Why is Big-O of any constant is always equal to O(1)? Clearly explained!

The Big-O notation may seem quite obscure when you see it for the first time. A good way to intuitively understand this notation is to consider the case of a constant. Before, we can read with the formal definition that you can find on MathWorld. Quite obscure, right?

In order to understand this notation, we consider the case of a constant, for example 6, the point is to intuitively show that 6 is Big-O of 1. For this, I just need to show that a constant, c, exists such as:

f(x) ≤ c \times g(x)

Here, I can plot on Wolfram Alpha the following function, f(x) = 6:

Obviously, for the function g(x) = 1. This inequality is satisfied for every function if

c \geq 6 

In this case, the set of function above f(x) = 6 are f(x) = 7, f(x) = 8, f(x) = 9, f(x) = 10 and so on… I can plot on Wolfram Alpha these functions.

So, f(x) = 6 = O(g(x) = 1) because I can found a constant, c (here, c ≥ 6), to write an expression (here, c × g(x) = c × 1) that produce a set of functions (f(x) = 6 are f(x) = 7, f(x) = 8, f(x) = 9, f(x) = 10 and so on…) that are equal or above f(x).

Now change f(x) = 6 by f(x) = 42. It is quite easy to see that 42 = O(1) because when c = 42, I write an expression (here, c × g(x) = c × 1) that produce a set of functions (f(x) = 42 are f(x) = 43, f(x) = 44, f(x) = 45, f(x) = 46 and so on…) that are equal or above f(x).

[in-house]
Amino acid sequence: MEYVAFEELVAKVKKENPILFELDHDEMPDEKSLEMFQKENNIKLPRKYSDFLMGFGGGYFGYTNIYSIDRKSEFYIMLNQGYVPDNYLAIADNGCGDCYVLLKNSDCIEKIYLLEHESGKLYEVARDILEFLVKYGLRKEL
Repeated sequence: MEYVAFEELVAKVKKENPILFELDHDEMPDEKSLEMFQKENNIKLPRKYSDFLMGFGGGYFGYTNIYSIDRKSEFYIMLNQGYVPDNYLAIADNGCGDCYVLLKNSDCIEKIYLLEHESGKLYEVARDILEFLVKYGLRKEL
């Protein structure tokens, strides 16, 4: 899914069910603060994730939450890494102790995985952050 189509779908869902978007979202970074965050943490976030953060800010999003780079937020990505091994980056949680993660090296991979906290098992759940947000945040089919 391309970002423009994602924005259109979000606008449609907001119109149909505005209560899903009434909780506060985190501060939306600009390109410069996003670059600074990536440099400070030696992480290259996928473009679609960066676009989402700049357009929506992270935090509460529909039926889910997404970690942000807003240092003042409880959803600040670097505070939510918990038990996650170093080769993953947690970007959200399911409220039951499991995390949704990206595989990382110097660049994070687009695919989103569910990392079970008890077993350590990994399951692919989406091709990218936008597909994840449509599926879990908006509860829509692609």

This reasoning works for any positive integer.

For other functions, you can consult this very pedagogical YouTube video: https://www.youtube.com/watch?v=JyD-LZWa7LE

You will see that:

x^3 = O(x^2) \quad \text{when } \quad  x\to 0

You can graph this on Wolfram Alpha and see that x^2 (blue curve) is above x^3 (red curve) on the [-1; 1] interval. Thus, x^3 is Big-O of x^2, when x tends to 0. Another way to see this is to compute, on Wolfram Alpha, the limit of the ratio x^3/x^2 when x tends to 0. The limit is zero:

But, from 1 to infinity, you can see on Wolfram Alpha that x^2 (blue curve) is under x^3 (red curve):

Thus, x^3 is not Big-O of x^2, when x tends to infinity:

x^3 \neq O(x^2) \quad \text{when } \quad  x\to + \infty

Another way to see this is to compute on Wolfram Alpha, the limit of the ratio x^3/x^2 when x tends to infinity, instead of zero.

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